* Brandix collaborates with Accenture on BPO services:
Accenture has signed an agreement with Brandix, the largest exporter of apparel in Sri Lanka, to provide Business Process Outsourcing (BPO) services for human resources, finance and accounting and procurement.
Together, Accenture and Brandix will contribute to the growth of business services in the retail industry with particular focus on the apparel segment, forming an industry centre of excellence.
The agreement is designed to help Brandix build world class, streamlined back office processes at a reduced cost and to drive significant improvement in operational efficiency and effectiveness. Accenture will deliver these services from Colombo, Sri Lanka.
20:20:11 local time PAKISTAN
* GSP plus status: textile exports to rise by $1bn:
Textile exports to the European Union (EU) are expected to surge by up to $1bn a year as the 27-nation bloc granted the much sough-after Generalised System of Preferences (GSP) Plus status to the country, effective from Jan 1, 2014.
Though the brighter prospects of raising exports to the EU market after the grant of duty-free and preferential duty rate access on 3,500 products have buoyed the businesspeople – particularly the textile and clothing exporters in Punjab – growing energy shortages remain a major impediment.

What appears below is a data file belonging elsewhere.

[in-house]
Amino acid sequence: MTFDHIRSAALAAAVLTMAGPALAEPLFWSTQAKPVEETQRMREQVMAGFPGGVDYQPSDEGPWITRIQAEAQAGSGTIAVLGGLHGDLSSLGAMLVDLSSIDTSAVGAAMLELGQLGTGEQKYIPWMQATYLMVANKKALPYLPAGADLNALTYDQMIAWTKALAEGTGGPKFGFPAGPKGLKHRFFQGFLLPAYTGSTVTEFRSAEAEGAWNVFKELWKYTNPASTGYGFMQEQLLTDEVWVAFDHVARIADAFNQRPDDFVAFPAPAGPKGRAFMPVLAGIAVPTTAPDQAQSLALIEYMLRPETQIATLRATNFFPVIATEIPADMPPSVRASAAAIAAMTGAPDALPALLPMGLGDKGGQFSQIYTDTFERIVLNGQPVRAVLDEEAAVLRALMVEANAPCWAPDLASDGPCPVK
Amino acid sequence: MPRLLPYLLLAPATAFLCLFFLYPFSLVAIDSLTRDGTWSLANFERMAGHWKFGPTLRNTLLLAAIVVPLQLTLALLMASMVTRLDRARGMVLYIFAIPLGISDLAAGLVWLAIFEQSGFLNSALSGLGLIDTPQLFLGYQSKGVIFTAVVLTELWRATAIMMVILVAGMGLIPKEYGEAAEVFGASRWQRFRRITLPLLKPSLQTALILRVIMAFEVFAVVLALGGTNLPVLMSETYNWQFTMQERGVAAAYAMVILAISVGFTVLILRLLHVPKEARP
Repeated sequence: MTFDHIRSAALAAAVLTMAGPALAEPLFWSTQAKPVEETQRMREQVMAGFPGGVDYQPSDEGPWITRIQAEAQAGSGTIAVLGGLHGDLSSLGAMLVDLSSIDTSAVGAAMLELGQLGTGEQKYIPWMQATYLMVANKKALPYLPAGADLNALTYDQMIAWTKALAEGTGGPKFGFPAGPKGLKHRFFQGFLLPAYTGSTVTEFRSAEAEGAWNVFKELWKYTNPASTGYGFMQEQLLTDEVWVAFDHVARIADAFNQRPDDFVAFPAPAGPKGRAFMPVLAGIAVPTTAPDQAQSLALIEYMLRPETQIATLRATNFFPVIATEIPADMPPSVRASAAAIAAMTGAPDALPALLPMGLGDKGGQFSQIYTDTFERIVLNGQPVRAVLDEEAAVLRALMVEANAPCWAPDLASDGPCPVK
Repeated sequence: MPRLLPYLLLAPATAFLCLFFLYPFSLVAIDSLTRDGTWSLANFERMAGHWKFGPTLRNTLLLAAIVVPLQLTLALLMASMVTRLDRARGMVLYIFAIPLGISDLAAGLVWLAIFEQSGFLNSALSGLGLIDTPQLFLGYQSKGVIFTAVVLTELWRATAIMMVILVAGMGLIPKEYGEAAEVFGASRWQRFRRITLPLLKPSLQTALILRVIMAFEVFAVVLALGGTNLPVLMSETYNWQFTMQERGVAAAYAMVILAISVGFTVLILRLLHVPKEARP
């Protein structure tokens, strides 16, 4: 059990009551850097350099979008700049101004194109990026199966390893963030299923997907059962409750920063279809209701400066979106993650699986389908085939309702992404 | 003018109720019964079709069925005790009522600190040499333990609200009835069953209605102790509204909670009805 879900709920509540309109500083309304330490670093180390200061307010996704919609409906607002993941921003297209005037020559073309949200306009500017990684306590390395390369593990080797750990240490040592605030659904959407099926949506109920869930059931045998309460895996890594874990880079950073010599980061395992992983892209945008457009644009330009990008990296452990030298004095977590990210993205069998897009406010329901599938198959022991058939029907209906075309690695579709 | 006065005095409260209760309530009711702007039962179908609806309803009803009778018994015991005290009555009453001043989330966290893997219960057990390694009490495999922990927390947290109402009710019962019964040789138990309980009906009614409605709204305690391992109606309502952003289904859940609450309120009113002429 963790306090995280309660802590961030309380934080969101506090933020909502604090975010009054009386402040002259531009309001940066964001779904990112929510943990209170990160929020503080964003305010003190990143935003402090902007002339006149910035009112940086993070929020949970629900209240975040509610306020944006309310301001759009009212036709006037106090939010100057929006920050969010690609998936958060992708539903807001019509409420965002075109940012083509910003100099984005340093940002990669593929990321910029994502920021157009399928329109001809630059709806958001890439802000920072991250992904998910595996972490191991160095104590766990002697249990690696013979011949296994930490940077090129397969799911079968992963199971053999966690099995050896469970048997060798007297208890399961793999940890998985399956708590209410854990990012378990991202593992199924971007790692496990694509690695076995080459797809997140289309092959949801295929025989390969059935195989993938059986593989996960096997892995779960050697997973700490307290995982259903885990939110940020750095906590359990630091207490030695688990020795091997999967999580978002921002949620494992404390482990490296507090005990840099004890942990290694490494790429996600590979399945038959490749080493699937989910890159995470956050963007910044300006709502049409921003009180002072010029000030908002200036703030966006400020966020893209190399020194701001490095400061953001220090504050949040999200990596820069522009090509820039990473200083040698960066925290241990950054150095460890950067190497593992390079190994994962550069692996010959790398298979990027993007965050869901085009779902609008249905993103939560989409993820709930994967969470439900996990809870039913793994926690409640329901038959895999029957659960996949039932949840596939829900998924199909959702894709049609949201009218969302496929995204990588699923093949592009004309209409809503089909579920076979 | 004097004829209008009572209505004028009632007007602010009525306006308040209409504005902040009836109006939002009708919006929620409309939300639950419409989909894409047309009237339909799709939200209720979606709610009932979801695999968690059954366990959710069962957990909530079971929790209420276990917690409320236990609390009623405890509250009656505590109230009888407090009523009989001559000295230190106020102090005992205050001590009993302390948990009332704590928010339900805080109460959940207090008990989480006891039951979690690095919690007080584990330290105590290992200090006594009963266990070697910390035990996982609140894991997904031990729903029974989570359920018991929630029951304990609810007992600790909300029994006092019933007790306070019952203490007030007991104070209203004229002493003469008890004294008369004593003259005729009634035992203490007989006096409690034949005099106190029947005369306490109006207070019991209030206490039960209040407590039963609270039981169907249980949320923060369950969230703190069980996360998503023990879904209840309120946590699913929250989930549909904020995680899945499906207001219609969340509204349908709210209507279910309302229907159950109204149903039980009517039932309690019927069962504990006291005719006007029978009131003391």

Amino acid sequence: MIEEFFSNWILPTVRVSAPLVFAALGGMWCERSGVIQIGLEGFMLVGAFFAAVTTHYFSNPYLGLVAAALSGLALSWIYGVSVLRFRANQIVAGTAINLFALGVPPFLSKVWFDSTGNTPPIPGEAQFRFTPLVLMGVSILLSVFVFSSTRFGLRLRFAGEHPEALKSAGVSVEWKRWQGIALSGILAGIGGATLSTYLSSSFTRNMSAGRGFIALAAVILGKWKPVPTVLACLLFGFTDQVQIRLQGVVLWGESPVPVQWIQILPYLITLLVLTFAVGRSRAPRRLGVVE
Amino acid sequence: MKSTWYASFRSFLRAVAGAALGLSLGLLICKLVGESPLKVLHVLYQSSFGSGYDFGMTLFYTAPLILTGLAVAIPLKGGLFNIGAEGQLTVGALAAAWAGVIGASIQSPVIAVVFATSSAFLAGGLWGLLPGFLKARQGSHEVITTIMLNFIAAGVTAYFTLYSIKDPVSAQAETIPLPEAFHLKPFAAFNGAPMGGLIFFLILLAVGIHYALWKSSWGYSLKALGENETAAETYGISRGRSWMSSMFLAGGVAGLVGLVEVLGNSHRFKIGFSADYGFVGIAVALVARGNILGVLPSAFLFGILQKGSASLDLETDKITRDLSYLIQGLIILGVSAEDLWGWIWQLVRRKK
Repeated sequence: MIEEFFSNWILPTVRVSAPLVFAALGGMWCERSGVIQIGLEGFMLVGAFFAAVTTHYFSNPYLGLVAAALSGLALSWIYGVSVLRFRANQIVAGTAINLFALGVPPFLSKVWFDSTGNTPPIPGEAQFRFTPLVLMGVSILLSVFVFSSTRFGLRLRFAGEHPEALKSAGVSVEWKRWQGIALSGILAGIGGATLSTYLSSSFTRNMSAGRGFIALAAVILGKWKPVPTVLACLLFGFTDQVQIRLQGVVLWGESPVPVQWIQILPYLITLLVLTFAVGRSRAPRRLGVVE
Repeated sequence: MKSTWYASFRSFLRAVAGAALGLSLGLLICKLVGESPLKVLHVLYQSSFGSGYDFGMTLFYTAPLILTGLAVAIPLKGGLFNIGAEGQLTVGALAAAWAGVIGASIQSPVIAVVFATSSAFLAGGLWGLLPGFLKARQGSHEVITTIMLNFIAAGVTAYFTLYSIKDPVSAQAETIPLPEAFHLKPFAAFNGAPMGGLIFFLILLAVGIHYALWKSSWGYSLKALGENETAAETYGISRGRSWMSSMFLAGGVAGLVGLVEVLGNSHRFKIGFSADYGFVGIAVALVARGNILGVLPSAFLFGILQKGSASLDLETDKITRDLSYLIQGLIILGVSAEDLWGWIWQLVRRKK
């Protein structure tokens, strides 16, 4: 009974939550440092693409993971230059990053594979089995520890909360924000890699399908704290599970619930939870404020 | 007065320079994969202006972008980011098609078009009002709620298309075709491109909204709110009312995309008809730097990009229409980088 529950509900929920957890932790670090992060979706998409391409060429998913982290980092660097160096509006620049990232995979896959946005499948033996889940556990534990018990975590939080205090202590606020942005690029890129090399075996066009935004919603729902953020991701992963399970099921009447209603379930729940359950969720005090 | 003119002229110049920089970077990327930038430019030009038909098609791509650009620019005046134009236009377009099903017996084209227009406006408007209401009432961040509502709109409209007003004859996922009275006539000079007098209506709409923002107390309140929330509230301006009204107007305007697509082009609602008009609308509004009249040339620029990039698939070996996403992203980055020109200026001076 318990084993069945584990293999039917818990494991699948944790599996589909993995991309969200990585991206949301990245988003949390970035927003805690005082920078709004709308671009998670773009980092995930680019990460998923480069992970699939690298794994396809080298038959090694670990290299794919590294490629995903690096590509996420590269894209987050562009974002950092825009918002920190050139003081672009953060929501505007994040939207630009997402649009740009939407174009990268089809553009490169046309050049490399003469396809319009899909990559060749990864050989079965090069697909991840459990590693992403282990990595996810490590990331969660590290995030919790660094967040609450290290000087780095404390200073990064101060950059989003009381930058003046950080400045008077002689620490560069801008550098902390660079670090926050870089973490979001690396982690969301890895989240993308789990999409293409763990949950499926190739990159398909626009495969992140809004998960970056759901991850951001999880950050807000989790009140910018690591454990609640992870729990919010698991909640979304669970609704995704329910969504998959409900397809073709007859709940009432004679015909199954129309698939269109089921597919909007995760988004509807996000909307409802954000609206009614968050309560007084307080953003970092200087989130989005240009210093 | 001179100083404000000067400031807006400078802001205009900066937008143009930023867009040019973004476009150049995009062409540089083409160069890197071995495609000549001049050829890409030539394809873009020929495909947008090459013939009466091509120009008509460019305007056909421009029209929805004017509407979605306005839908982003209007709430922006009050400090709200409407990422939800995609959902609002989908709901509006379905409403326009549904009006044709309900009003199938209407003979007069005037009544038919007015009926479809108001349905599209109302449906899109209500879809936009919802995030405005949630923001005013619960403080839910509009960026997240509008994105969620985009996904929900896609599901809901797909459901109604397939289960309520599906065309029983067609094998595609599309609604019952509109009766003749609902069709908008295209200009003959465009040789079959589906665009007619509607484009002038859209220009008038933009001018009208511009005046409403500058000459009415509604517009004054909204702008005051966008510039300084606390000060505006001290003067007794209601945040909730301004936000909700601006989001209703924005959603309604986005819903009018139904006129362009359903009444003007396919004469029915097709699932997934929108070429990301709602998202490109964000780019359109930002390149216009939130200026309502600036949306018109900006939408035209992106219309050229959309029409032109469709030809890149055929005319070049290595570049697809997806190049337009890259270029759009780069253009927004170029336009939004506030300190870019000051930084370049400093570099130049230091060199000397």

There will be no gas for the captive power plants (CPPs) of the province all through the winter.
* EU trade concession to greatly benefit textile exporters: PYMA:
Textile organisations and associations have hailed the grant of GSP Plus status to Pakistan. Talking to news persons, Ubaidullah Sheikh, Chairman Pakistan Yarn Merchants Association (North Zone) said European Union trade concession would greatly benefit the textile exporters as the EU was second biggest textile export destination of Pakistan.
He said Pakistan was exporting more than two billion dollars worth of textile goods to European market and was handicapped to face cheaper goods from Bangladesh, Sri Lanka and India. He said BD was enjoying total duty-free access in European market and despite having no cotton production it purchasing from Pakistan and exporting to European Union on comparatively cheaper rates.
* Brisk cotton buying at falling prices:
Fear of acute shortage of gas and electricity during the winter season amid slack global demand kept sentiments depressed on the cotton market on Wednesday as ginners were hasty sellers while spinners and exporters were obliging them at further lower prices.
Floor brokers said even the good news of granting export concessions to the country by the EU under its GSP+ status from the start of the next year could not help arrest the falling local cotton prices. They said reports of mild showers in some cotton growing areas of Punjab would prove to be a healthy sign for the standing crop.
The bumper Indian cotton crop and reports that China would not enter the world market in view of already having huge buffer stocks were the key factors that kept the global cotton prices remained under pressure, brokers said.